After a big day, Soren almost immediately fell asleep on the back of the bike so we only stopped for a few pictures, but had enjoyable (and quiet) ride back to Leiden.
We found our way back much easier having already ridden the route. We made good time, with only 1 minor detour (aka getting lost) and we arrived into a now very sunny Leiden. We got to ride past the bike path chickens and alpacas for the second time of the day before heading back to the hotel.
We were back in hotel room a bit after 4pm. Both kids were rather tired after a lot of riding and walking for the day, so we had decided on a quick dinner in the hotel.
Despite being about to head to Italy, the lure of the delicious smelling pizza shops nearby got to us, and Anto and Soren went and grabbed some pizzas to bring back to the hotel room. Soren was apparently rather impressed when we was watching them being made. For some reason we were all hungry despite seemingly eating all day! Anto had also procured some baklava for dessert as it was made freshly in the pizza store. The kids didn’t say no to baklava!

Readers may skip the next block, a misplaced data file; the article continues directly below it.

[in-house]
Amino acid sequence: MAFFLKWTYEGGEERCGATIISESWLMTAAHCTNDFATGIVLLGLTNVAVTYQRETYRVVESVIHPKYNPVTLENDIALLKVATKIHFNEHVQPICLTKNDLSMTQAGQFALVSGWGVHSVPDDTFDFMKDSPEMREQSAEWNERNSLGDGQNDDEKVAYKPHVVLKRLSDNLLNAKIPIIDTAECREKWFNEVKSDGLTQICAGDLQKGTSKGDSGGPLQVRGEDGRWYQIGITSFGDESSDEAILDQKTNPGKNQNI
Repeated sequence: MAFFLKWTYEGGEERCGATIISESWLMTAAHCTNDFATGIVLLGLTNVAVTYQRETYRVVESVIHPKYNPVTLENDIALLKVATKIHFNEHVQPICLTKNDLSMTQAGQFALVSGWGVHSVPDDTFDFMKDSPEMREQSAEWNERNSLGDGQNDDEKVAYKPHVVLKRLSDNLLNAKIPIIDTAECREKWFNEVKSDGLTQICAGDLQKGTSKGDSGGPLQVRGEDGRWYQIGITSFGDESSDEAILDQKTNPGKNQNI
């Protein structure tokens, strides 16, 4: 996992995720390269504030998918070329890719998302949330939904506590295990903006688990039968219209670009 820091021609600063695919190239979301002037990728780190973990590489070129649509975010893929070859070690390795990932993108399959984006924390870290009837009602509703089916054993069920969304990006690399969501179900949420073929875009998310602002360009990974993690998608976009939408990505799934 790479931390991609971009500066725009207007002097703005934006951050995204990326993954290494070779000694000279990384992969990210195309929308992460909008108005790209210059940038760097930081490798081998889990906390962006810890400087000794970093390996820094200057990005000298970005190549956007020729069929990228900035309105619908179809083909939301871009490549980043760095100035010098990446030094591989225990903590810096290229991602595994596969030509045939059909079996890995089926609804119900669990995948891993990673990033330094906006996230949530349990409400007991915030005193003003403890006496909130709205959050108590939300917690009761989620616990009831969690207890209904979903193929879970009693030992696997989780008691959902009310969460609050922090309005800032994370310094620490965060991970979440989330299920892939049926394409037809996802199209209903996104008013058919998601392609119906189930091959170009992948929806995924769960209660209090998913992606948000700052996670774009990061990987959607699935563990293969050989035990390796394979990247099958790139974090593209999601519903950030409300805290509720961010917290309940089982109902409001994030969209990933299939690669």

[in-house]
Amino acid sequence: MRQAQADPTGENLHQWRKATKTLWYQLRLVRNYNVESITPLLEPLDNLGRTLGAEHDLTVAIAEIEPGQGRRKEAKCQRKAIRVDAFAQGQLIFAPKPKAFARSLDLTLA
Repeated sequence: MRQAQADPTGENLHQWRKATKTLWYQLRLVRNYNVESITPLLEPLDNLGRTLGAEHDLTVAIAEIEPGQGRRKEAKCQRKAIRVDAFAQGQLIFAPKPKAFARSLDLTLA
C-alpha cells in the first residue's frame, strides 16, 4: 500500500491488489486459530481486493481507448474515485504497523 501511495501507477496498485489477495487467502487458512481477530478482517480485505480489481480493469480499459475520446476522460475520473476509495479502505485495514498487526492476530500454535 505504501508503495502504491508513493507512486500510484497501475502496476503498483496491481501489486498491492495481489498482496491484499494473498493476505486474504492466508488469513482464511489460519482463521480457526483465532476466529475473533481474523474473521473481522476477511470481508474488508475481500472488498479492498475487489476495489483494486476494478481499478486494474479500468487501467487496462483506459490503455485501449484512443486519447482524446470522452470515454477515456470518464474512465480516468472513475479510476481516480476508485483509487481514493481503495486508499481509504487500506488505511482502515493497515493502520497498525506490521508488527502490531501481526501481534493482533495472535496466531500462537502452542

The kids were sentenced to an early(ish) night before a very long day of riding the next day. I took the opportunity to explore Leiden some more. The city is home to just over 120,000 people. Leiden is most well-known for its university (which boasts 13 nobel prize winners) and being the place where Rembrandt was born and educated.
It’s quite a beautiful city and we could have spent more time there exploring and relaxing.
Leiden also didn’t look too shabby by night! It had been lovely spending the last few nights in the smaller cities of Haarlem and Leiden. It was back to Amsterdam the next day, but we were going to be riding through the rural ‘Green Heart’ for another different perspective of the Netherlands.
Overall we had a pretty fantastic (if tiring) day. We highly recommend a visit to Keukenhof if you happen to be in the Netherlands during Spring. Riding around the surrounding flower fields on a bike is also not to be missed!
Statistics for Monday 3 April 2017 in Leiden and Lisse, the Netherlands – the temperature range for the day was 4 to 11 degrees. At least the afternoon was sunny, the morning was on the chilly side! The total riding for day was 31.7 km, with 49 metres of elevation, a nice short day of riding. On top of the riding we walked an additional 12 km. I think we worked off that pizza!
Up next, our final full day of riding in the Netherlands through the ‘Green Heart’ of the country and along the beautiful river Amstel all the way back to Amsterdam.